You think your family is difficult, try being a member of Percy Jackson’s clan. His father is absent, and his brother, aunts, uncles, and cousins are just plain weird. Along with his family troubles, Percy also has learning disabilities.
But his problems at school aren’t just a result of his ADHD and dyslexia. Percy keeps getting kicked out of schools because, well, horrible disasters keep happening around him, like fires or floods, and he keeps getting blamed for them.
On a field trip to a museum in Manhattan the day before school ends, Percy almost gets killed. Right before his eyes, a teacher who hates Percy transforms into a monster and tries to kill him. Shortly after fighting the evil hag, Percy learns he isn’t wholly human. His mother is human, but his absent father is Poseidon, a god of the sea, which makes Percy a half-blood or demi-god. The hag that attacked him, and others like her, are monsters from the underworld, and they are attracted to half-bloods.
Using modern-day teenage cares and situations as a backdrop, Rick Riordan has written an entertaining, action-packed adventure series based on Greek mythology. Riordan, a teacher by profession, shows great mastery of history and English. Besides being well written, Percy Jackson and the Olympians provides a good introduction to the Greek myths on which it is built.
At the story’s start, a major war is brewing between good and evil because the murderous Kronos, a Titan who had been cut into pieces as cast into Tartarus (a place below the underworld), is trying to reform and retake Olympus.
You might remember from school that Olympus and the gods were once located in the Greek Isles, but in this story Olympus moves to wherever the heart of Western civilization lies; right now it’s located in America, and the entrance to Olympus is through the Empire State Building. Somewhere outside of the New York City is a camp for half-bloods like Percy. The camp has a protective barrier that protects the residents from monsters; at least, it did until a certain half-blood betrayed the rest of them.
At the outset, Riordan explains the difference between the gods of ancient pagan mythology and the God of the Bible. In The Lightning Thief, Chiron, a centaur and camp director, explains that “God — capital G . . . is a different matter altogether. We shan’t deal with the metaphysical.”
A bit about what the pagans believed: They believed in an eternal but uncreated universe, a universe that was endlessly locked into a system of expansion and decay. The gods Riordan is writing about are “great beings that control the forces of nature and human endeavors.” While the gods have great power, they are capricious, and their relationships, human and divine, reflect that.
Monsters never die and are “reborn from the chaos and barbarism that is always bubbling underneath civilization.” In this series, Percy is the savior through whom the eternal cycle of life and death continues.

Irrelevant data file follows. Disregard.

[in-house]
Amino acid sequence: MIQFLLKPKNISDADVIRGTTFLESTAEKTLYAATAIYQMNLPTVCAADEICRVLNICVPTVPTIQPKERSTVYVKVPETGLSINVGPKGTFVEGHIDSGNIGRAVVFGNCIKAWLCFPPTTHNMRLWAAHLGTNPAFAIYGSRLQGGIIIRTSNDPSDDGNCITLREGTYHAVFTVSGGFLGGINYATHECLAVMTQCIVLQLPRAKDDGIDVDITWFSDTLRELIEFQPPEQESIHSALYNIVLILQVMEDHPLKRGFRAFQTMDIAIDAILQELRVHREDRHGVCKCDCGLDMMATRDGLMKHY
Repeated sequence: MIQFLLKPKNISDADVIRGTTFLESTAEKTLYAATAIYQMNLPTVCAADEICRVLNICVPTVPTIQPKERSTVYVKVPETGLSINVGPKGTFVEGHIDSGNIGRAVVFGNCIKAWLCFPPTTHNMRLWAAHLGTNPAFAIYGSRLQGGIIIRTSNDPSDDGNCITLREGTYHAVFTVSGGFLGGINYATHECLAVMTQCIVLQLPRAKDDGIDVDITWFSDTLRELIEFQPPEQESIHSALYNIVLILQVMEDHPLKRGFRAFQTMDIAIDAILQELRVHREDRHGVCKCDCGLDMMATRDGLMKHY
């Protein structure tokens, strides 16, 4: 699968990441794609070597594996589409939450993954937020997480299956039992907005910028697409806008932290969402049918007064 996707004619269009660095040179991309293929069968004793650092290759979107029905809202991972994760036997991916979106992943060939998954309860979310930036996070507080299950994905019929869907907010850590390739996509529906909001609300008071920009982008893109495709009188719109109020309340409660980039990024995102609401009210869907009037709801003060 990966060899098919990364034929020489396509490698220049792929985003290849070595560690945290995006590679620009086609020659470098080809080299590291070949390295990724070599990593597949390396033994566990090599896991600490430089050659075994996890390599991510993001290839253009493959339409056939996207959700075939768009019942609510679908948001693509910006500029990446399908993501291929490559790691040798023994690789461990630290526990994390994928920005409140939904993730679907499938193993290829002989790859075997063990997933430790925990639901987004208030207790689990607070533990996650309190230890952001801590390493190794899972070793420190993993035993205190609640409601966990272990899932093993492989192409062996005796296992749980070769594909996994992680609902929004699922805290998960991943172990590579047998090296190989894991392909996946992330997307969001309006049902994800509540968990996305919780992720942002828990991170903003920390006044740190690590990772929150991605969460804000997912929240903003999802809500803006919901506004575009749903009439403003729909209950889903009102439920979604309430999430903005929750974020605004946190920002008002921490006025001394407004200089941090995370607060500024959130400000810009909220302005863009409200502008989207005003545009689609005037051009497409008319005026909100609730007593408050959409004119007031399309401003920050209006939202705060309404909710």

Many educators have stopped teaching the classics today because they think them harmful, or just not worth repeating. However, cutting ourselves off the past is a form of self-hate. In From Achilles to Christ, Louis Markos writes, “The truism that says we can’t know where we’re going if we don’t know where we came from is only half true. The one who knows nothing of his origins is more than merely lost; he is, in the most profound sense, cut off from himself. He knows not who he is.”
Every civilization has myths that explain life and death, good and evil. The myths from ancient Greece are part of our great Western civilization. While those myths are like looking at reality through a reflection of polished metal or stone, we still do see aspects of it.
Throughout the series, you will find characters and stories that are familiar to you because many of the characters and symbols are portrayed in our architecture, literature, sculptures, and paintings. Those names and images are also represented in popular culture. Take, for instance, a very recognizable tennis shoe brand, Nike. Nike was a servant of Athena, and the check mark icon is a symbol of victory.
Christians should be at the forefront of transmitting biblical wisdom and also the wisdom from ancient writers and thinkers. And children and young adults need to read about heroes — heroes like those in Percy Jackson and the Olympians — who portray the cardinal virtues the ancient Greeks devised: courage, prudence, temperance, and justice. Riordan writes about heroes who suffer to redeem. Percy and the Olympians (and a few humans, too) fight, and sometimes die, to stop the evil Kronos sets into motion.
While I’ve only read books one through four, I would say that those stories point toward something perfect, but that perfection can never be realized through the Greek, Roman, or any other myth except for Christianity.
Our perfect myth, the resurrected Christ, is also a historical reality. Christ is the complete truth. Because they ask the right questions, myths like those from the ancients and new stories from writers like Riordan have their place, and can be an entry point for people to see the real myth. Markos explains that these “questions . . . build within the readers of their works a desire to know the higher truth about themselves and their Creator.”
Buy Riordan’s Percy Jackson and the Olympian series for your young adult, and read the books yourself. (The Lightning Thief, book one, has been adapted into a movie, but I’d recommend reading the series first.) Discuss the implications of Greek mythology and their ideas of the eternal cycle of expansion and decay, and then compare and contrast those ideas to how the Christian belief in a relational and rational God has allowed humans to flourish in every way: culturally, scientifically, economically, and personally.
Image copyright Disney-Hyperion. Review copies obtained from the publisher.
Kim Moreland is project manager and research associate at BreakPoint.